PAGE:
There are 7,107 islands in the Philippine archipelago. And many of these islands have remained under the radar of tourists; only the most intrepid of travelers have ever explored them. These islands are considered hidden paradises with delicate beaches untouched by human development. One such paradise is located close to the northernmost tip of Cebu—Carnaza Island.
Carnaza Island is a turtle-shaped island located along the northern coast of the island of Cebu. It is located in the middle of the Visayan Sea. While close to Masbate Island, Carnaza Island is part of the municipality of Daanbantayan, Cebu. The island has a small community living off the bounty of the sea, sharing its resources with some 18 bird species endemic to the area. But other than that, it is a quiet keeper of a gem that travelers are always out to discover.
One of the beaches on Carnaza Island
Carnaza Island is blessed with a number of white sand beaches scattered along its coastline. To top it off, its crystal clear water is enticingly appealing for anyone visiting the island. The marine life surrounding the island is rather diverse and has become one of its main draws among visitors. What makes it extra special is that it is not even necessary for visitors to swim far from the shore to see the diversity of life under the water.
The white sand beach of Carnaza Island is a perfect weekend getaway for anyone looking for downtime from the rat race.
The journey to Carnaza Island starts at the Cebu North Bus Terminal in Mandaue City. Travelers should hop on a bus marked Maya-Bagay or Maya-Kawit. One can also ride a van-for-hire going to the municipality of Daanbantayan. The trip will take around four to five hours depending on the traffic. Since Carnaza Island is not a well-known destination, it is necessary to tell the driver or bus conductor to stop at Tapilon Port in Daanbantayan.
From the port, one can ride an outrigger boat going directly to the island. There are regular boat trips from Tapilon Port going to Carnaza Island. The first trip from the port to the island leaves at 7:00 AM while the last trip leaves at 4:00 PM. The boat trip will take around two hours, and it is advisable to travel in the morning since the seas can become a bit rough in the afternoon.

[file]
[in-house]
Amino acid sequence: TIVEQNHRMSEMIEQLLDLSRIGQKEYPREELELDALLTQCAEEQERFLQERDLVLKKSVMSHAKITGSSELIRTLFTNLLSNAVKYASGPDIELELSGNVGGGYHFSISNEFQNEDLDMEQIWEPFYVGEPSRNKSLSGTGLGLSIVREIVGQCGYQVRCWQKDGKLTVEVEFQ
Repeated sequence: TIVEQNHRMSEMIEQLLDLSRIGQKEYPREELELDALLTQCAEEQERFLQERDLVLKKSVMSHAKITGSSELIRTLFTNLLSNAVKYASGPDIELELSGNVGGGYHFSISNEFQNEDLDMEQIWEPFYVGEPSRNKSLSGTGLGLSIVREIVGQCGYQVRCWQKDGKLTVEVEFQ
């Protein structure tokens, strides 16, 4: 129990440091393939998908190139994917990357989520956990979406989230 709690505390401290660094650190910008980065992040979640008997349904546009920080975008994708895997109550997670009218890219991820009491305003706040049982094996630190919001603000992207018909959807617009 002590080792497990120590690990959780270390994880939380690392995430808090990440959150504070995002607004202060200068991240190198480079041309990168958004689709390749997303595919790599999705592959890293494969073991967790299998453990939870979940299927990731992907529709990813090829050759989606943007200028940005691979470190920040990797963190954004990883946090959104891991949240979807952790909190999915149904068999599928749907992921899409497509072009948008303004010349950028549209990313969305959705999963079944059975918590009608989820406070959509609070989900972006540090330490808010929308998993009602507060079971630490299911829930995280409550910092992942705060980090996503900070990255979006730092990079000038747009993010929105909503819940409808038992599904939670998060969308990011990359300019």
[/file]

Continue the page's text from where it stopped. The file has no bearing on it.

Things To Do on the Island
Visitors can get their adrenaline fix by cliff jumping on Carnaza Island.
Since the island is a hidden paradise of sorts, the best thing to see on the island is the beach, of course. Left untouched by commercial activity, the white sand beach is comparable to the other more popular tourist destinations in the country. In fact, Carnaza Island is sometimes included in the itinerary of tourists staying at nearby Malapascua Island whenever they go island hopping. The island has a number of beaches and visitors can explore them by renting an outrigger boat from one of the locals.
One of the outrigger boats visitors can hire for a side trip to La Manok Island
Visitors can opt to snorkel along the coast and catch a glimpse of the diversity of the underwater life around the island. One of the best places to snorkel is on the side of the island where one does not need to swim far from the beach to see the richness of the marine life there. One activity that local kids enjoy doing is jumping off a small hill close to the residential area. The hill has an elevation of eight meters and is perfect for a short adrenaline rush. But visitors should always remember to exercise caution if they want to go cliff jumping since there are no lifeguards in the area.